Godalming area birds

Godalming area birds


Tuesday, 31 August 2021

Au revoir August

For a change, August ended without much of a bang this year, as a sharp north-easterly airflow more befitting of October concluded the month. The subsequent cool, grey days delivered little on the migrant front (although the Bank Holiday did deliver its annual local rarities) and were particularly poor for passerines. However, on several occasions I found myself wasting away time watching the common summer species, revelling in their presence before they go. After all, we haven’t had much of a summer to enjoy, so it’s worth appreciating these birds, which are departing in similarly unseasonal conditions to the ones they arrived in back in April.

A Yellow Wagtail during a rare sunny morning this past week.

Wednesday 25th

Another overcast morning with the fresh north-easterly still firmly in place. A juvenile Common Sandpiper was a sight for sore eyes at Tuesley first thing – only my second of the autumn here (compared with birds on 34 days by this time last autumn!). Some 32 Egyptian Geese left roost too.

As a result of the weather, ringing at Shackleford was much quieter than last week, though 48 species across the site meant there was plenty to see. Six Whinchats included five that seemingly emerged from roost in the set aside before disappearing shortly after. A female-type Wheatear did the same. A light southward passage of Yellow Wagtails throughout reached 15, with some dropping in, though this was probably an undercount.

Whinchat, Wheatear and Robin.

Three each of Little Owl and Cormorant, two Ravens, a few Skylarks and singles of Hobby, Willow Warbler, Sparrowhawk, Ring-necked Parakeet and Reed Bunting were also noted. A brief and very skulking Acrocephalus in the set aside was likely a Sedge Warbler but couldn’t be identified. An apparent clear out of Whitethroats had occurred too – one adult today compared with 15 birds (mostly juveniles) last week.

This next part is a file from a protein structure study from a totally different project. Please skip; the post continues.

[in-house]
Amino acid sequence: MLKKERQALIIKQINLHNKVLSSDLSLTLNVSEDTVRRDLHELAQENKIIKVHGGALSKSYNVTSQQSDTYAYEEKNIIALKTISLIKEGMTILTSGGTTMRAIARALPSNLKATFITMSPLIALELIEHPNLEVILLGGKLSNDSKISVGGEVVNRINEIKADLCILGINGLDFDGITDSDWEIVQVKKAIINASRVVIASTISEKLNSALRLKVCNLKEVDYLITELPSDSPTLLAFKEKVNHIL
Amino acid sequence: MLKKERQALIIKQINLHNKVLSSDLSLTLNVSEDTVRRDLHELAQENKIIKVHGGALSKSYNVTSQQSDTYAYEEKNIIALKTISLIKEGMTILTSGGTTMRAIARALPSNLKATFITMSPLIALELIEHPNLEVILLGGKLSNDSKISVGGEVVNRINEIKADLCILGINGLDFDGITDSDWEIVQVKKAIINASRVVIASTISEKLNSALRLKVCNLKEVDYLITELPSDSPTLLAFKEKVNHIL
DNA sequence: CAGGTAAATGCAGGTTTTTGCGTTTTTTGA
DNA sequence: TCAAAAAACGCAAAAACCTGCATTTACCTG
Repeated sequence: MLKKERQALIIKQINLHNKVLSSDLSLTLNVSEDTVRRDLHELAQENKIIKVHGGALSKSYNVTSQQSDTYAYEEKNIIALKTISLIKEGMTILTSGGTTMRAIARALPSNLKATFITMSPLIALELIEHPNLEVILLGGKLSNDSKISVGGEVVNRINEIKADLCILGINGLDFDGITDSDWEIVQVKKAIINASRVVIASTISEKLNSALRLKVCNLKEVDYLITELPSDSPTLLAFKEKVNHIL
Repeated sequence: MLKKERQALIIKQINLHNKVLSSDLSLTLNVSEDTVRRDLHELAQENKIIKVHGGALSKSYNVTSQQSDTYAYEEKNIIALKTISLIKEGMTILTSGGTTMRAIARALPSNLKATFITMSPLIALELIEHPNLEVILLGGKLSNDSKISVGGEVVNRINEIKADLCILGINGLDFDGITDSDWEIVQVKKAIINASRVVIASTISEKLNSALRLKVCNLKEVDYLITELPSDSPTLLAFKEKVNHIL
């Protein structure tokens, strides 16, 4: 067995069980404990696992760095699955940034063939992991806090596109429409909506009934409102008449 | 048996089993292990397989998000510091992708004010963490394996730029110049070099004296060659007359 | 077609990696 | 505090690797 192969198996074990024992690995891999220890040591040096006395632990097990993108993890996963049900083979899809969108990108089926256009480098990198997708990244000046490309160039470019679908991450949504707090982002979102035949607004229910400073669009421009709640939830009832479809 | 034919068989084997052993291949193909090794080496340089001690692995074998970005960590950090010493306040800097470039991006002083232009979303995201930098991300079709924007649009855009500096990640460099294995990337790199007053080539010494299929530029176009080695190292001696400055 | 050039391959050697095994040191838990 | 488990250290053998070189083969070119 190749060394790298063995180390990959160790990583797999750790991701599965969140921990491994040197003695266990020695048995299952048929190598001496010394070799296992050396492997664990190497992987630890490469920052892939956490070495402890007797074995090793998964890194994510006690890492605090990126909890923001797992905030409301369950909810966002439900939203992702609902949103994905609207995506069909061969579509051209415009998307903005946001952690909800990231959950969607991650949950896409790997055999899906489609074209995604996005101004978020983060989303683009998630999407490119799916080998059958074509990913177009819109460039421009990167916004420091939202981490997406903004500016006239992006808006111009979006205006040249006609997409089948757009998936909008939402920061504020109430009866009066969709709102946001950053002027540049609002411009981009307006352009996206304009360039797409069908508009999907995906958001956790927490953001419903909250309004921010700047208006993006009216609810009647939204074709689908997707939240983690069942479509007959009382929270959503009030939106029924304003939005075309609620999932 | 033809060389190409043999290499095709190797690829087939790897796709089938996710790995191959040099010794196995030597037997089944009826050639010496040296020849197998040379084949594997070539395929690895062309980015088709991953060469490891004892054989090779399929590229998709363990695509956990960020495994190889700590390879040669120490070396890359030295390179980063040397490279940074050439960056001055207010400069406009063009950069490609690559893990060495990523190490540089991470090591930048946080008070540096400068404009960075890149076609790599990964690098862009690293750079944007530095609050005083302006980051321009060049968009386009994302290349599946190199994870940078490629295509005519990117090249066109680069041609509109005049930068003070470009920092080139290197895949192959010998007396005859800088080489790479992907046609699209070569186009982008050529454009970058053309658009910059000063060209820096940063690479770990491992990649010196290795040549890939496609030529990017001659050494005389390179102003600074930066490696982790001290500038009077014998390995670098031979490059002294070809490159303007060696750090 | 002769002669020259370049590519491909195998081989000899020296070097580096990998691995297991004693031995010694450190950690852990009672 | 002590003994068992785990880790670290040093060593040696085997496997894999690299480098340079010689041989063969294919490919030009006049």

Thursday 26th

It was incredibly gloomy at Tuesley early on, with the now strong north-north-easterly making for a cold session. The Common Sandpiper was still in situ and I managed a new personal high count for Egyptian Goose (44) at this site.

Friday 27th

The wind had dropped a touch and it was a bit brighter, but it still felt like October at Tuesley. The juvenile Common Sandpiper was about, seemingly having made friends with the local Pied Wagtails. A young Stock Dove seemed rather unwell and was exceptionally tame on the southern bank. At one point it actively tried to land on the water … a group of Yellow Wagtails dropped in as I was leaving, so I retraced my steps to go and appreciate them. An adult male and female with four juveniles may have been a family group. Delightful birds.

Common Sandpiper and Stock Dove.

There were about five Yellow Wagtails at Shackleford afterwards, as well as a decent showing of six Whinchats. No Wheatear, though, which seem thin on the ground this autumn. Two Willow Warblers were also noted and, interestingly, Blackcap outnumbered Whitethroat (two to one) – a very rare occurrence here when both species are present. Other bits included six Ravens and singles of Kestrel, Little Owl and Ring-necked Parakeet.

I concluded my morning by walking the Lammas Lands. My quest for a Whinchat here goes on, but I did note a male Stonechat feeding young and a close-knit family group of Whitethroats – crazy scenes given it’s nearly September. A Yellow Wagtail flew south – only my second Lammas Lands record – while Kingfisher, Kestrel and four Reed Buntings also made the checklist.

Saturday 28th

A lazy start was interrupted by a message from Shaun P, which had me racing down to Frensham Great Pond. There, I was pleased to see that the adult and juvenile Arctic Terns he’d earlier found were still present, flying around and occasionally landing on the buoy (showing their very short legs, a feature not often seen in Surrey!). 

Arctic Tern averages perhaps one record every two years in south-west Surrey, almost exclusively at Frensham and usually in the spring. So, this was a nice way to kick off the Bank Holiday weekend and my 149th local bird of the year. Four late Swifts, a Kingfisher, two Grey Wagtails and a Reed Bunting were also noted.

Despite the uninspiring weather I decided to do a long walk along the High Weald Ridge to Dunsfold, starting at The Hurtwood. Bizarrely, I managed four species new for me here, all flyovers: Feral Pigeon, Lesser Black-backed Gull, Raven and Reed Bunting. A female Crossbill was very much of note and a Mistle Thrush was my first in south-west Surrey this month! A Spotted Flycatcher and three Bullfinches were also present.

Hascombe Hill was up next, after a Kestrel was espied at Hascombe Place Farm. On the hill itself a couple of Ravens and two Sparrowhawks were knocking about and a Siskin flew over. A mixed flock near Cobblestone Cottage held a Willow Warbler and a male Firecrest.

Firecrest and Sparrowhawk action.